This is not about being for or against Myanmar. Given what is at stake in the region, Asean owes it to itself to be a constructive and solution-oriented player. This is about a crisis that transcends the borders of South Asia and Southeast Asia, one that deals with critical issues related to ethnicity, religion and national identity. The risk of spill-over to other countries is considerable, particularly given the growing use of social media to spread hate speech and incite violence.
In 2018, Asean made the services of its Coordinating Centre for Humanitarian Assistance on Disaster Management (AHA Centre) available to Myanmar. Unfortunately, the centre has failed to make a significant difference. Not because its staff lacked dedication and expertise, but because political problems require more than humanitarian support alone. They require political will and a commitment to reform on the part of political actors.
The Asean Summit of Nov 2-4 in Bangkok is an opportunity to revisit the organisation's commitment to finding a solution to the Rakhine crisis. The urgency is higher than ever. Along with the fact that Rakhine being ravaged by a brutal conflict between the military and the insurgent Arakan Army, there is another reason why vast swathes of northern Rakhine state remain off-limits to all but a very few humanitarian organisations.
Satellite photos, media reports and information from residents indicate that the extensive preparations needed for voluntary returns of hundreds of thousands of refugees are not in place. Myanmar authorities seem to believe that if they hold out long enough, pressure to allow the Rohingya to return will ease. On the contrary, they should realise that in the eyes of those preparing cases against individuals responsible for atrocity crimes, such behaviour can help substantiate allegations of crimes against humanity.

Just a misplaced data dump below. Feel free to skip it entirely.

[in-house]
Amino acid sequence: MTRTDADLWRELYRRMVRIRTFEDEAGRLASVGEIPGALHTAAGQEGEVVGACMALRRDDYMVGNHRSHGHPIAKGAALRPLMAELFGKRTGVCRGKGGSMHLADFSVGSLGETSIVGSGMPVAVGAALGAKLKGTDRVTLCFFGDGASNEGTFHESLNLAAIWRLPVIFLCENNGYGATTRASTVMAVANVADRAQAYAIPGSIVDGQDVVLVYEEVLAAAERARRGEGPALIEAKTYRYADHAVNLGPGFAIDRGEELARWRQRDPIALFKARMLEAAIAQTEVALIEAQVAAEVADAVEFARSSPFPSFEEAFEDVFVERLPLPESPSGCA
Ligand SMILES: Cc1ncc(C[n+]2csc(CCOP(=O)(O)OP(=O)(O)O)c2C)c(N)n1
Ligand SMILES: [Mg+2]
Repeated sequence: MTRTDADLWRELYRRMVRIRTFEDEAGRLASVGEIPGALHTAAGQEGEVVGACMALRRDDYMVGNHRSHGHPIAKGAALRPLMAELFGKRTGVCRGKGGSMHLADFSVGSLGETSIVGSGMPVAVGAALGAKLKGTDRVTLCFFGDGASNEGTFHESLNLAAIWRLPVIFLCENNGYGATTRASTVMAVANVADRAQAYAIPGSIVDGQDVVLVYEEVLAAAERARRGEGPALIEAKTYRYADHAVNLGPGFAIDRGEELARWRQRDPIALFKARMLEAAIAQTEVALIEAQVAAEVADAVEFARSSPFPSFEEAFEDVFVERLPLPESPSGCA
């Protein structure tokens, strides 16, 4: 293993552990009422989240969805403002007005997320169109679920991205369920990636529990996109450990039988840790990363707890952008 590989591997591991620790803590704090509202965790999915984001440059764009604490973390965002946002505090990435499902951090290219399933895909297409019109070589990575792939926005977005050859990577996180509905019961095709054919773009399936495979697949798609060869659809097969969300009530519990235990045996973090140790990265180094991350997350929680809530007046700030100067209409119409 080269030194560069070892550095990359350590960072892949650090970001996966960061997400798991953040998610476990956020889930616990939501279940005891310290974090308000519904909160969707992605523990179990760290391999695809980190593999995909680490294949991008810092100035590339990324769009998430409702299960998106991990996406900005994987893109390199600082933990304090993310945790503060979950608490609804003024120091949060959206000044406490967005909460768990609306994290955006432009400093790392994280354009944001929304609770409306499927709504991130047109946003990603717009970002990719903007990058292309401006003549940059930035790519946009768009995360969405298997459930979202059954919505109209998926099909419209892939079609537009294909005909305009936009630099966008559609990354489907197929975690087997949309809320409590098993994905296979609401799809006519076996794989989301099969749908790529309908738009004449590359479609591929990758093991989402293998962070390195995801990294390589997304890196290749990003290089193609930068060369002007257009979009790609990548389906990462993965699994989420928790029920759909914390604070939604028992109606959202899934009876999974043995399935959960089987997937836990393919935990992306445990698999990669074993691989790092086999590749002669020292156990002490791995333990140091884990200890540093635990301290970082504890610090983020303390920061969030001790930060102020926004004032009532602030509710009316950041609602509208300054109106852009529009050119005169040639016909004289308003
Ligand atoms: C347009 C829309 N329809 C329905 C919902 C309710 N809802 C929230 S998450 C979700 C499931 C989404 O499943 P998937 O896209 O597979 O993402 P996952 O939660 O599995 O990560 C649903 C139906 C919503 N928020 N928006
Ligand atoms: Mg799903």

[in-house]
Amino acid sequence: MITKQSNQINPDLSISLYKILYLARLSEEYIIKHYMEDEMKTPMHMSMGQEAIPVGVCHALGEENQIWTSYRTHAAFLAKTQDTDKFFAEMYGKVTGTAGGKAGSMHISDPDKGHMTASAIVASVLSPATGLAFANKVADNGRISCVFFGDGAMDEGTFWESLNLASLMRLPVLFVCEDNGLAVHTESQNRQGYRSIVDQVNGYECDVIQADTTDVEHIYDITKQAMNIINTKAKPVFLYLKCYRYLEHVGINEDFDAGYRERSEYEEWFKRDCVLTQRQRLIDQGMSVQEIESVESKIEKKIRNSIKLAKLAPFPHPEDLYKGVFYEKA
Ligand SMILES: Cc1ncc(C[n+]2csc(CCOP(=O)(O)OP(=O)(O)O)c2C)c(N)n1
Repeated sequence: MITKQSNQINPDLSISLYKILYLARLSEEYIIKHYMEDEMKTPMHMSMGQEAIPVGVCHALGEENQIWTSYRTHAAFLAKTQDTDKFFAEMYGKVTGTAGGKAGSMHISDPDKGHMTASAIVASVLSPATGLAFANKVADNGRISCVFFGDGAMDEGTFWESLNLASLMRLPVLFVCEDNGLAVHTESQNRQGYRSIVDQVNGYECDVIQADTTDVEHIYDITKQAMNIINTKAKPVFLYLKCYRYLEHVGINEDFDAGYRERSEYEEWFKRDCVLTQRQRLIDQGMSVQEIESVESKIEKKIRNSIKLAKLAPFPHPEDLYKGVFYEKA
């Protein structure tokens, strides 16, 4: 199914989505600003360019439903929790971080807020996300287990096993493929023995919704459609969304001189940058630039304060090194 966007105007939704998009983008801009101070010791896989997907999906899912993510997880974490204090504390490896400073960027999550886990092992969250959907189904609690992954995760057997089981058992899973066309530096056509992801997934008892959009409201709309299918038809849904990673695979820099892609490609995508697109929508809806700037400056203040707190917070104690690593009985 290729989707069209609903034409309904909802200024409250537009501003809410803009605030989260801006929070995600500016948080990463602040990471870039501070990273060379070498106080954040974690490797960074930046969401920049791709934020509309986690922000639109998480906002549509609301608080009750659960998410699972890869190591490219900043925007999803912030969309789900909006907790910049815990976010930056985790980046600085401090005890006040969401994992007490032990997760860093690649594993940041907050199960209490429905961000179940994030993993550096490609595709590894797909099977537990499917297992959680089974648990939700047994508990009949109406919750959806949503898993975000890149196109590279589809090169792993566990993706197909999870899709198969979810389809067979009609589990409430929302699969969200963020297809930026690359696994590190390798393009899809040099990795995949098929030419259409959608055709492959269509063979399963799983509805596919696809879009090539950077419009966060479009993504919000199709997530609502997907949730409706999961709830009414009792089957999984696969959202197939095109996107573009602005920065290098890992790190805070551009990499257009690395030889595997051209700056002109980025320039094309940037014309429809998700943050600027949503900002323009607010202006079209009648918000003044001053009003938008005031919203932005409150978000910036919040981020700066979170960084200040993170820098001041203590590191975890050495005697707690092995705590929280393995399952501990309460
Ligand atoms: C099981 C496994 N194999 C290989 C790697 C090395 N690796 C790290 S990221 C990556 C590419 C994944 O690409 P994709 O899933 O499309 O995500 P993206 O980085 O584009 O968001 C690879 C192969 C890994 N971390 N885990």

Asean's dialogue with Myanmar should move beyond humanitarian and development issues. The report of the Rakhine Advisory Commission, chaired by the late Kofi Annan, strongly recommends that the state's crises of security, of human rights and of development should be addressed simultaneously: "What is needed is a calibrated approach -- one that combines political, developmental, security and human rights responses."
Asean could assist Myanmar with addressing these interrelated crises. They present considerable challenges, but the experience and knowledge needed to deal with them is available among Asean member states. What is needed is political will. A review by independent experts of the implementation of the Annan report would provide a good basis for dialogue. No such review is available at present.
The vast majority of people in Rakhine state want a peaceful and economically prosperous future. They are key stakeholders. Involving all ethnic communities in open dialogue and sustained engagement will help towards building much needed trust.
Tan Sri Syed Hamid Albar is former foreign minister of Malaysia; Laetitia van den Assum is a former Dutch ambassador and member of the Kofi Annan Rakhine Advisory Commission; Kobsak Chutikul is a retired ambassador of Thailand and a former member of parliament; Dinna Wisnu is an associate professor in International Relations and former Indonesian representative to the Asean Intergovernmental Commission on Human Rights.